In today’s busy veterinary practices we are faced with change on a constant basis. These changes can be welcomed and planned, or sudden and unexpected. They can be big or small, positive and disruptive. And while few of us need assistance in managing what we view as positive simple change, the difficulty comes when we are faced with challenging unwanted changes. This type of change often leads to feelings of uneasiness, distress or even can create a crisis mode. Unexpected and unwanted changes can cause you to feel overwhelmed by uncertainty, and even irrational fear of the unknown, which can ultimately decrease your own productivity, as well as the productivity of the entire practice team.
As hard as it may be, if you are a leader in your practice, it is up to you to demonstrate to the rest of your team that unexpected change is nothing to fear. While as an individual you may not always agree with every change your team is asked to carry out, as a leader you must get on board in order for your team to buy in and accept the change.
Leaders tasked with implementing unwanted and unexpected change will find it is one of the most difficult challenges they face. Consider the following tips to help you manage these situations with grace and aplomb:
- Recognize the difference between agreement and support for the change. Initially, it is common for a leader to be upset about or not be in agreement with an upcoming change. It is okay for the leader to share their concerns about the change, as long as they communicate honestly with their team. What is not okay is for the leader to personally roadblock the change. Honest communication is good, but outright or passive opposition is not.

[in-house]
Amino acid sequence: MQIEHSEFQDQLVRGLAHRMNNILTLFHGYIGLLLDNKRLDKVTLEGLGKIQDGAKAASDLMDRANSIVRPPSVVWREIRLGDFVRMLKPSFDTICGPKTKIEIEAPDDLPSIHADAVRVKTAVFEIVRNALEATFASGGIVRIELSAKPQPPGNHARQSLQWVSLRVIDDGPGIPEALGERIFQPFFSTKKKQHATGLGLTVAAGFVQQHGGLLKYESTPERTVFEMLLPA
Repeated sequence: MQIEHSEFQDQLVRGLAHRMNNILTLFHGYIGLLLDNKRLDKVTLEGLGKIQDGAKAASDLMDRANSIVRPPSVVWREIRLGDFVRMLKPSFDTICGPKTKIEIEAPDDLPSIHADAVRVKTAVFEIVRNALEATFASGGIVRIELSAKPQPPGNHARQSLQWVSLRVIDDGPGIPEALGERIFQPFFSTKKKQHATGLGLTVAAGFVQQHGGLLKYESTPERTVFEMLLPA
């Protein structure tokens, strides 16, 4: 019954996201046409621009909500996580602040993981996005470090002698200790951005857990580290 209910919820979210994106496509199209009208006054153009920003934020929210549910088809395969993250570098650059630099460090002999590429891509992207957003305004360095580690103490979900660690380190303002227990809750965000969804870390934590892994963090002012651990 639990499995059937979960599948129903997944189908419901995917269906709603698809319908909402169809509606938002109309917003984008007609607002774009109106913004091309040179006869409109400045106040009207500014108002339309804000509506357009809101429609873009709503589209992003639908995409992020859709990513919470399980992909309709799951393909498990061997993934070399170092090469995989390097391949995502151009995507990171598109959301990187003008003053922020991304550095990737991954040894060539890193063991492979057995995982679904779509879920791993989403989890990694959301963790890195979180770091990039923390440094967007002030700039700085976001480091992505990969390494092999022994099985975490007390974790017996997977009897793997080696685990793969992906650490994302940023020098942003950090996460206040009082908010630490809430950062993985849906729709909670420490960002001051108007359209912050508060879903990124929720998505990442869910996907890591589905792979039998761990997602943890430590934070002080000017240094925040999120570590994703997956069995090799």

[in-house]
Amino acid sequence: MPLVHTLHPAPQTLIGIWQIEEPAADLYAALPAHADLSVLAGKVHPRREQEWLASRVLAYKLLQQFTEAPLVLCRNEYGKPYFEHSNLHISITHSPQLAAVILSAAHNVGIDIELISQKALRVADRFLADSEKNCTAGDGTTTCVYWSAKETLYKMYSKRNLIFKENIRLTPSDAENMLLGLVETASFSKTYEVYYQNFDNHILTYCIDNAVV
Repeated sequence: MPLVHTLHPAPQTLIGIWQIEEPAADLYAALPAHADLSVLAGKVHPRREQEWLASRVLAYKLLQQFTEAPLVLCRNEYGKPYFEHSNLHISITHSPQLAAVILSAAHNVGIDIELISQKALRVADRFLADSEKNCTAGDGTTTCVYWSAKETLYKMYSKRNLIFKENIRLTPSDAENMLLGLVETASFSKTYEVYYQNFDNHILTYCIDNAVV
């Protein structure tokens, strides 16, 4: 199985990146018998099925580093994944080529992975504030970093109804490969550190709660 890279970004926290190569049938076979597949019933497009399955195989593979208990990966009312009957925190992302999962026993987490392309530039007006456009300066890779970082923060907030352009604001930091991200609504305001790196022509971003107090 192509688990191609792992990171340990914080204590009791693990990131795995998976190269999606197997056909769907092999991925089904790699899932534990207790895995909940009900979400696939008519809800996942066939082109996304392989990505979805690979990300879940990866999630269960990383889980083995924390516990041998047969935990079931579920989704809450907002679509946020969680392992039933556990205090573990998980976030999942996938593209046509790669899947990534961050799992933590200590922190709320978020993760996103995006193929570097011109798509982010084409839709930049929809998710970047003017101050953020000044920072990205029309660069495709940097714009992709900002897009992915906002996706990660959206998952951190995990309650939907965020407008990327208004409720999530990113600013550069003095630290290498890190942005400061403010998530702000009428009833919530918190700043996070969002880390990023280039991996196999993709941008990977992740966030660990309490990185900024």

- Create a positive vision for the implementation of the change. As a leader it is your job to visualize a positive vision for the implementation of the change or your team members will never see it in a positive light. Even though you know the change will be challenging, envision and communicate a better outcome after the change has been implemented.
- Focus on results. When it comes to significant change, it is easy to get sidetracked and focus on how team members (and you) feel about the change. The challenge is that most people do not feel excited and positive when they are being asked to make significant changes in how, or how much, work they are asked to do. Morale and productivity may go down before it rises to a higher level. Focus on the results you are trying to achieve by making the change. If you do this, morale will take care of itself.
- This may sound crazy, but promise problems. Most leaders want to tell people that the change is going to make everything better. A much better strategy is to tell team members that with the implementation of this change, there may be unforeseen issues or problems…but what excites you is that if any team can figure out the problems and solve them…this team can!
- Involve your team in developing a plan. People don’t dislike change as much as they dislike being changed. Take the time to involve the people who will be responsible for implementing the change…even your most difficult or challenging employees.
- Provide training. We know that training helps people learn new ways of doing things, but it is also important to remember that people who fight change will avoid that training. The earlier training can be provided in the change process, the better. Then follow-up the training with shortened sessions where people can get their specific questions answered.
- Finally, move as quickly and efficiently as possible. Research tells us that fast change is easier for an employee to deal with than slow change. If you think employees enjoy slow change, put a Band-Aid on the hairiest part of your arm and have someone pull it off slowly, one hair at a time. You get the picture!
If you are faced with unexpected or unwanted change in your practice, the goal as a leader is to remain calm and not allow feelings to get in the way of what has to be done to implement the change successfully. In time, once the change has taken place, and as painful as it may have been, there is a good chance that the results of successful implementation will ultimately create new opportunities and value for the practice.